Contributed by Angie Ma, Follow the Child Montessori School Toddler House Lead Teacher
Over the past six years we have amassed a huge collection of language materials for our Toddler House classrooms. According to our AMI Assistants to Infancy training, we rotate a selection of Real Objects or Replicas, Objects and Exact Matching Images or Objects and Photographs. Daily, we present the materials in individual and group lessons. The children also work with these materials individually during the work cycle. Of course, language is a part of the entire environment- the most important part during this Sensitive Period for language. The various language materials meet specific developmental needs.
- Experience with real objects offers sensorial information, which is the foundation for language.
- As seen in the image of the Large Sea Animals and Exact Image, this language materials offers a concrete representation, as the object perfectly eclipses the drawing, that the 2D image represents the 3D object.
- Objects and Photographs, as seen with the rocks and minerals, allow the child to match an object or a replica of an object to a photograph.
- In addition, we include numerous sets of Nomenclature Cards and other language cards depicting situations or a sequence of events.
Based on observations of the children and scientific research, I’ve added new materials in addition to these Montesesori materials. Reading Ellen Galinksy’s Mind In The Making, I learned of research that supports Montessori’s approach to teaching reading that is based on learning phonemes. We’ve added or modified various toddler materials like I Spy, Classified Fishing Bag, and Gluing Sound Cards that provide practice listening to and identifying phonemes.Visual recognition of words, Galinsky notes, is not proven to aid the child learning to read and may actually hinder this process.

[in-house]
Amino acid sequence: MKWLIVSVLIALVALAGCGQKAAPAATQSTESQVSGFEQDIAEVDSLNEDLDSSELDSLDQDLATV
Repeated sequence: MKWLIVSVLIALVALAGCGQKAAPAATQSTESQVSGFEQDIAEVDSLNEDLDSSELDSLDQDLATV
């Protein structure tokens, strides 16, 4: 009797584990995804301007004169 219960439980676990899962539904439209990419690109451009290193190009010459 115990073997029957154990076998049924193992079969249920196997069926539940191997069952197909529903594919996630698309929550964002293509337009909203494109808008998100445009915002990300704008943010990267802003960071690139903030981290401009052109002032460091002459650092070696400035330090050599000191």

She notes, howevers, that it is important for the child make the connection that words (nouns) are a representation of actual objects.
Just as the Objects and Exact Images material demonstrates to the child that the 2D image represents the 3D objects, Words and Matching Objects simply demonstrates for the child that the word represents the objects. In the presentation, we allow the child to pick a card and say, for example, “Frog! Can you put the frog next to the word, ‘frog.'” The picture ensures that the child correctly orients the word and allows the child to find the matching object independently.
I carefully consider any changes or modifications to the standard Montessori curriculum. I take comfort in the knowledge that Montessori was a scientist and would certainly have created to materials based on her observations and new scientific understanding.
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